Designer    Case Study 16 Feb 2017

The part-gallery, part-kitchen, interior kitchen design by DesignSpace London

Commissioned by a passionate art collector to be part-kitchen, part-gallery, this multi-faceted space had to achieve just the right balance between practicality and looks.

Intended as a showpiece space in the home in which to display some of the owner’s favourite pieces of art, the project is actually two kitchens in one: a vast architectural statement in Modulnova’s Blade collection which acts as the family hub and entertaining area, together with a smaller, professionally equipped workspace featuring the brand’s Twenty kitchen in white satin lacquer with a stainless steel worksurface.

The main kitchen combines Blade in anodised black aluminium with elements from the MH6 collection in a bronze metallised finish.

Designer Luke Beveridge of DesignSpace London, said: “The brief was to create two interconnecting kitchens. I was creating two separate kitchens in tandem; a practical everyday space and a show kitchen to work as a family hub and entertaining area.”

The homeowner is passionate about her art and was interested in taking on new ideas and materials when it came to the kitchen design. “I had to think on a big scale to meet her expectations,” explained Beveridge. “I was creating a state of the art piece of furniture as well as a gallery wall to hang her paintings.”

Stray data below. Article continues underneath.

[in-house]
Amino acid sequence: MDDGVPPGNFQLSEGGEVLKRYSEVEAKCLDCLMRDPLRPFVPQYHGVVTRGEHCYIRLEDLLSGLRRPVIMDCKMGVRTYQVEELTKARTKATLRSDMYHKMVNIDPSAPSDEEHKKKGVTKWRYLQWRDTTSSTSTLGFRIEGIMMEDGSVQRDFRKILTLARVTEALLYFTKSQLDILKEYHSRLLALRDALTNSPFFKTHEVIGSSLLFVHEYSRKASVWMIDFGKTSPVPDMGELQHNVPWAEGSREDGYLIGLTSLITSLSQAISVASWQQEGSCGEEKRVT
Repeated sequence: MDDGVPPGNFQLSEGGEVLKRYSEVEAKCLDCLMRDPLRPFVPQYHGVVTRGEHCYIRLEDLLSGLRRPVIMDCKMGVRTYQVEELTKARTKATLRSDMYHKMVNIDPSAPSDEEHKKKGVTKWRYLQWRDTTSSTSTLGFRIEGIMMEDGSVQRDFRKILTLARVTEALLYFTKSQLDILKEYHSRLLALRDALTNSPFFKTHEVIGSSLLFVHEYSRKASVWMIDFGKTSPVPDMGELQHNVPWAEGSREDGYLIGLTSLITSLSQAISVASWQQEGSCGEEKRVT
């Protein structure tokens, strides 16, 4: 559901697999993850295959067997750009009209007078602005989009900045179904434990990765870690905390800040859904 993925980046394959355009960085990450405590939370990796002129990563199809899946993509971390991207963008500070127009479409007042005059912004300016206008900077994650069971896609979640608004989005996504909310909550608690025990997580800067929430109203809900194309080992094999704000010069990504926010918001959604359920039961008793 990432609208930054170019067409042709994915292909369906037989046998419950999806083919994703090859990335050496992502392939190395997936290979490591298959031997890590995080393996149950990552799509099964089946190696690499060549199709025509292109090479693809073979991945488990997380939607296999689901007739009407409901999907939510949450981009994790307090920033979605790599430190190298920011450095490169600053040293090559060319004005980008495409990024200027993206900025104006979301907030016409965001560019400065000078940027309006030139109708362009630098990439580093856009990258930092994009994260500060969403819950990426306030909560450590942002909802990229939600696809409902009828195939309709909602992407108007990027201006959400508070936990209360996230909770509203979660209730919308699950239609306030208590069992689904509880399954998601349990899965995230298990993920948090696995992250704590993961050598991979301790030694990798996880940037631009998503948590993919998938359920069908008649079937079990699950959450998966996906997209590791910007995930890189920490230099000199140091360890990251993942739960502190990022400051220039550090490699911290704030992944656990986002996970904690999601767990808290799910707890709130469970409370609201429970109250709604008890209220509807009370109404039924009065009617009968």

To achieve the grand dimensions and cutting-edge look, the design had to include a material that was up to the job. “We chose to use our latest product, an anodized black aluminium for the cabinetry. It is a lightweight material with a honeycomb core that gives it enough strength a flexibility for us to create incredibly wide 1.5m drawers. We don’t get the opportunity to work with such a luxurious and high quality product very often, probably in three or four projects a year.”

The 10mm thick doors are unique to DesignSpace’s Modulnova Blade kitchen collection. The cabinetry comes in a variety of metallic finishes including bronze and titanium but for this particular kitchen, Beveridge went for the black aluminium to achieve an understated finish to focus on the long linear lines of the design.

The main kitchen does not feature any wall cabinets in order to leave clean expanses of wall for displaying the client’s art collection. The space above the kitchen cabinets on the back wall also houses the whole house vent system.

“The island had to make an impressive impact on the living space,” added Beveridge. “There were two key design pieces in the room we had to account for in the planning process; a custom made floor-to-ceiling diving panel and a large light installation commissioned by the client that had to be above the island. Because of these, the dimensions and location of the island had to be precise. The brief also specified a large overhang for the breakfast bar area. It was quite a feat of engineering for our stonemasons to build a support system for the honed granite worksurface.”

The ‘working kitchen’ gives an altogether different dimension to the project. “It was a fun space to design,” Beveridge said. “It was a much quicker process to plan this than the show kitchen. The design had to fulfil all the client’s practical needs for a fully functional family kitchen.”

“We designed it as a professional workspace with an industrialised look with steel worktops and sinks alongside the top of the range appliances including a massive set of refrigeration units and a huge extraction system. It’s a real workhorse being the scenes. We used Modulnova’s Twenty kitchen collection in satin lacquer to complement the show kitchen.”


Full feature is available in the February issue of Designer Kitchen & Bathroom Magazine.

Published in Designer Kitchen & Bathroom Magazine